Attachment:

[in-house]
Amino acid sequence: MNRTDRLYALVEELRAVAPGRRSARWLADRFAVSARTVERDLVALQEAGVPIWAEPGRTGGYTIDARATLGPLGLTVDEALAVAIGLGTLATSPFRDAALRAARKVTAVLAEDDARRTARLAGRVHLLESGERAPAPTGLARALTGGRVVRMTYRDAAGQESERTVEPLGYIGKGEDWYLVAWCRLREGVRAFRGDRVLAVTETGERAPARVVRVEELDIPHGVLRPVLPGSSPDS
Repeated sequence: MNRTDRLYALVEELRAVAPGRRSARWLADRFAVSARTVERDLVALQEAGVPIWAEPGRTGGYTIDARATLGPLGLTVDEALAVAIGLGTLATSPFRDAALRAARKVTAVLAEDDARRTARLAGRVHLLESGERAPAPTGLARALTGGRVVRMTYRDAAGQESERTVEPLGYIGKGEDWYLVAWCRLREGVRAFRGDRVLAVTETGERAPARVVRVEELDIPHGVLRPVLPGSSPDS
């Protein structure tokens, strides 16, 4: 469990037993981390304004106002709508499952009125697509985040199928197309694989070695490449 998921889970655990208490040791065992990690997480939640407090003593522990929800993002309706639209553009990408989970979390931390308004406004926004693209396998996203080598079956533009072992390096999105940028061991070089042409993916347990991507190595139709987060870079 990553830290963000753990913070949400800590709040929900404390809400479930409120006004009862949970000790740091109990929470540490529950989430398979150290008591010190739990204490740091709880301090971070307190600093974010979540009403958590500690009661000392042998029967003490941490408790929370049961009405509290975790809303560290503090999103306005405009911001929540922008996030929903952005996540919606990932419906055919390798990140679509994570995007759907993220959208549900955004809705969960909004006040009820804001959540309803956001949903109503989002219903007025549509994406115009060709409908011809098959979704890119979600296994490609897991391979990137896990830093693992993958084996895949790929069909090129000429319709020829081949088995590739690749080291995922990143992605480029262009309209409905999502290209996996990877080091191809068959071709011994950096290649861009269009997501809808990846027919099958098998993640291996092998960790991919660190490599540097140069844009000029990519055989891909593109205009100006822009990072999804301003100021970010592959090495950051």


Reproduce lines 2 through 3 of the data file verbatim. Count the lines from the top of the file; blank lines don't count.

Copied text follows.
Amino acid sequence: MNRTDRLYALVEELRAVAPGRRSARWLADRFAVSARTVERDLVALQEAGVPIWAEPGRTGGYTIDARATLGPLGLTVDEALAVAIGLGTLATSPFRDAALRAARKVTAVLAEDDARRTARLAGRVHLLESGERAPAPTGLARALTGGRVVRMTYRDAAGQESERTVEPLGYIGKGEDWYLVAWCRLREGVRAFRGDRVLAVTETGERAPARVVRVEELDIPHGVLRPVLPGSSPDS
Repeated sequence: MNRTDRLYALVEELRAVAPGRRSARWLADRFAVSARTVERDLVALQEAGVPIWAEPGRTGGYTIDARATLGPLGLTVDEALAVAIGLGTLATSPFRDAALRAARKVTAVLAEDDARRTARLAGRVHLLESGERAPAPTGLARALTGGRVVRMTYRDAAGQESERTVEPLGYIGKGEDWYLVAWCRLREGVRAFRGDRVLAVTETGERAPARVVRVEELDIPHGVLRPVLPGSSPDS